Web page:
ALICANTE, Spain – A legal battle over the removal of a monument paying homage to Spanish soldiers who fought for dictator Francisco Franco was on Wednesday a continued point of controversy in a small town in the southeast of Spain.
The withdrawal of Francoist symbols, street names and monuments that can be found across the nation can still prove a source of contention some 43 years after the death of the military dictator, which sparked the beginning of the end to his ultra-nationalist Falangist regime that had ruled the country since the end of the Spanish Civil War (1936-39).
In the town of Callosa de Segura, some 50 kilometers (31 miles) west of Alicante, a Valencia court order to remove a cross erected in the church square dedicated to those who died fighting for Franco’s nationalist rebels during the civil war was halted following an appeal lodged by the Spanish Association of Christian Lawyers, a civil pressure group.
The Cross of the Fallen, as the monument is known, has already been uprooted by authorities who acted in accordance with the Historical Memory Law which was passed in Spain to formally condemn Franco’s regime and amplify the rights of victims and descendants of victims of the civil war and the dictatorship.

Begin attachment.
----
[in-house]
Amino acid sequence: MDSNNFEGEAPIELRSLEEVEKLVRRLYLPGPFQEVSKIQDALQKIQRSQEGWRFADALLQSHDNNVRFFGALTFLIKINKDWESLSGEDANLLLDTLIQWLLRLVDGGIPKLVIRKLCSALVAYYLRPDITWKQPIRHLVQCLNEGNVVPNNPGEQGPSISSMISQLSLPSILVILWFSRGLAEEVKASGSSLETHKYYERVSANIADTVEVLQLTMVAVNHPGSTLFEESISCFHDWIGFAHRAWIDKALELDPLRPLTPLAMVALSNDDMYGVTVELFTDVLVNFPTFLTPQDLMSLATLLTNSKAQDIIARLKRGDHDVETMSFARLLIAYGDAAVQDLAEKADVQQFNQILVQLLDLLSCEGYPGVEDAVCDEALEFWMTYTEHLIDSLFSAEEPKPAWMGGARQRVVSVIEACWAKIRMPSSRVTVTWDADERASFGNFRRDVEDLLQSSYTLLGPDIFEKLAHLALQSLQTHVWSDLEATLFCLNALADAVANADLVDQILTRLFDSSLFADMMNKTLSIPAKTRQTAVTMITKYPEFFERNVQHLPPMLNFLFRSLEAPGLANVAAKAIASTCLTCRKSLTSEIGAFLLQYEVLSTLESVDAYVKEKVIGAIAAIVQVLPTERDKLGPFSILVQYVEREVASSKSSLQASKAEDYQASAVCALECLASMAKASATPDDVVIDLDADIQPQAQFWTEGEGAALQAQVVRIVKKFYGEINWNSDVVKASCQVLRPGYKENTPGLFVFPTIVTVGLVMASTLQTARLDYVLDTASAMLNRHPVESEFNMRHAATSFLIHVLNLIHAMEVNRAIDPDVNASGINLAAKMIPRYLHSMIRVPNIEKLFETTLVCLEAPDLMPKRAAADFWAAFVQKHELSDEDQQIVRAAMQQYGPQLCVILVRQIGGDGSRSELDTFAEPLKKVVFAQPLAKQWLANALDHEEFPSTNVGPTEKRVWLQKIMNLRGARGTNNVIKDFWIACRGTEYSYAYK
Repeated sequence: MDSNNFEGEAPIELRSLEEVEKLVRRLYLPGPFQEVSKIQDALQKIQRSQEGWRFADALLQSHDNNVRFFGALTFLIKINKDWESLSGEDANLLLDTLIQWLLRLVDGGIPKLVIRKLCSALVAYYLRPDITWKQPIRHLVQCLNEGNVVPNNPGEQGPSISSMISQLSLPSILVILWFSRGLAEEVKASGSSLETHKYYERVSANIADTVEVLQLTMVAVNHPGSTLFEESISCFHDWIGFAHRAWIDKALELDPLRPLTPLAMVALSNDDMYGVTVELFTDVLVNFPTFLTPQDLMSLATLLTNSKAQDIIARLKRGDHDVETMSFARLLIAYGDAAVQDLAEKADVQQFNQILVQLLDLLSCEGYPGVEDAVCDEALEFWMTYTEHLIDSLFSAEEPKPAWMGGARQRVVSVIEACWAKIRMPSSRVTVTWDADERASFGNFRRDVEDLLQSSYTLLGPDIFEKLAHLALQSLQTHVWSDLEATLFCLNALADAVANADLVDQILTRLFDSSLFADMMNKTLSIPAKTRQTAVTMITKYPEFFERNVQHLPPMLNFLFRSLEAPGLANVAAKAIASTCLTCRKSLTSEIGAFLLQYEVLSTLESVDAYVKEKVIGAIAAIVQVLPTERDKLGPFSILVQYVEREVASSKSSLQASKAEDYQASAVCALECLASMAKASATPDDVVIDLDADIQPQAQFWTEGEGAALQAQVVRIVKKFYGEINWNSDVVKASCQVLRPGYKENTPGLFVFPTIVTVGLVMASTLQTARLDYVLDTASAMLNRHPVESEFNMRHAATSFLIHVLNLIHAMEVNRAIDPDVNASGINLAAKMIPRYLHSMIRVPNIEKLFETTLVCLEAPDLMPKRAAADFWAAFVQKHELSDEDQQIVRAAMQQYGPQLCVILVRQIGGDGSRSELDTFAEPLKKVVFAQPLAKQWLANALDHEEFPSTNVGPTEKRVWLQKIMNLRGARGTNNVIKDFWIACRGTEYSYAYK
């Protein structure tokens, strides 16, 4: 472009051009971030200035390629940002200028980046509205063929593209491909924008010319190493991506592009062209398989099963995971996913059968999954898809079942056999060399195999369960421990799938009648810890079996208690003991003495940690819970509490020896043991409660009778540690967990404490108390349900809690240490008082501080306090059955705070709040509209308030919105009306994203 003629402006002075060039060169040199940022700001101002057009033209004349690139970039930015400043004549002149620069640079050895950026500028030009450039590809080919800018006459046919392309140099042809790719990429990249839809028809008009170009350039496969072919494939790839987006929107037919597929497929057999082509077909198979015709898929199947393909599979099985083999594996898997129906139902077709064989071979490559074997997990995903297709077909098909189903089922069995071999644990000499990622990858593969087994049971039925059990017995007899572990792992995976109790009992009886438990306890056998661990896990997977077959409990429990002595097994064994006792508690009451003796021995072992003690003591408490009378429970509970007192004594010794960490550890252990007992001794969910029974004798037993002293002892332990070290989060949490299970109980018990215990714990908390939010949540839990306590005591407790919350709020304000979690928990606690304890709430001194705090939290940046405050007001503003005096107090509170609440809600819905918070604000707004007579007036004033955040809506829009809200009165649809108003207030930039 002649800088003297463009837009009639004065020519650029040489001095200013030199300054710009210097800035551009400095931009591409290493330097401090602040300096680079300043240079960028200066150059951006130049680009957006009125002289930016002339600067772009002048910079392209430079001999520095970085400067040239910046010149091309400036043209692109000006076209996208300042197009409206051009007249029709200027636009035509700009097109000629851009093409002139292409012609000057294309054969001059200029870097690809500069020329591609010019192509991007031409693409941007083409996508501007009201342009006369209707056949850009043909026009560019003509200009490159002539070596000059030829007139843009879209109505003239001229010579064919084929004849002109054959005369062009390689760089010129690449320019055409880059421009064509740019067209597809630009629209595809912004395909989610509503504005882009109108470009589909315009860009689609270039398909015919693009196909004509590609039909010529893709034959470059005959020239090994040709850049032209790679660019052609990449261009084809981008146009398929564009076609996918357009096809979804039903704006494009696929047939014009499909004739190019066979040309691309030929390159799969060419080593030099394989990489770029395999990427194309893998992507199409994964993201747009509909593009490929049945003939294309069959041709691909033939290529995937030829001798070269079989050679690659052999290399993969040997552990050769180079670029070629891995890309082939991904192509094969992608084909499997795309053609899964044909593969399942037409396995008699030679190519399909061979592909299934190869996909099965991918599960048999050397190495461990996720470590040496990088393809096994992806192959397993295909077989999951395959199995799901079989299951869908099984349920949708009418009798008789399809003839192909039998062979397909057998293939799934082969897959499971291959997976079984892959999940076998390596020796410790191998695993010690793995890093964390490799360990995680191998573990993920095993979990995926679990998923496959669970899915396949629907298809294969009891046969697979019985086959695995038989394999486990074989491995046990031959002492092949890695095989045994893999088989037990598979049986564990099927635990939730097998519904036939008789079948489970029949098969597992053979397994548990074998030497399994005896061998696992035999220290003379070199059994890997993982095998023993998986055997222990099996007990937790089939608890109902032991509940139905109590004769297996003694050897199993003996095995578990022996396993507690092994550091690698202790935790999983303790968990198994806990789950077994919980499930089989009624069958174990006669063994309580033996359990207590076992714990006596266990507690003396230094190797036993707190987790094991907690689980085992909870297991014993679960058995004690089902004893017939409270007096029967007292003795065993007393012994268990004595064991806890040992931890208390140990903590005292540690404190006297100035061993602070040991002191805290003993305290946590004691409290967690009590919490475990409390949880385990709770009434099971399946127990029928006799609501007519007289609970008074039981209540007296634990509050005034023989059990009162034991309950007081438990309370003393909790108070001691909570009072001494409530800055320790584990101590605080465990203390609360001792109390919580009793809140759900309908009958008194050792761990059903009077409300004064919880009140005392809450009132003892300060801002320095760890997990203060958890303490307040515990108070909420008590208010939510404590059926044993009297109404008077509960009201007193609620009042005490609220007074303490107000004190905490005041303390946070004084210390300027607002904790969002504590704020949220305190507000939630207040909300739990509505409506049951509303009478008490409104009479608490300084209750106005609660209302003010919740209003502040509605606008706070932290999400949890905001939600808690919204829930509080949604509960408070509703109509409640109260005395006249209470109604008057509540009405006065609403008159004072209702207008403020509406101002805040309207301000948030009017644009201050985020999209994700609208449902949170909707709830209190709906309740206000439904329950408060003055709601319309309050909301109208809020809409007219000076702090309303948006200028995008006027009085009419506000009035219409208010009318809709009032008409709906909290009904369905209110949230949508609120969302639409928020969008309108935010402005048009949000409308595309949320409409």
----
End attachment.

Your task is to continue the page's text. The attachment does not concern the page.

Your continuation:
While the court is expected to make a final decision on the matter later on Wednesday, the Spanish Association of Christian Lawyers has launched a petition calling for the town’s socialist mayor, Fran Macia, to be sacked over his support for the legal action.
Monuments such as this were once common across most Spanish towns and cities although they have slowly been removed since the country’s transition into democracy in around 1978.
Several vestiges of the dictatorship endure, however, including the Valle de los Caidos (Valley of the Fallen) just north of Madrid, where the remains of Franco are entombed under the tallest free-standing cross on Earth, measuring some 150 meters (500 feet).
The complex, ostensibly dedicated to all victims of the civil war, was built by thousands of Republican prisoners, many of whom were later executed.
Spain’s Civil War began in 1936 when right-wing nationalist troops led by Franco rebelled against the democratically-elected government of the Second Republic.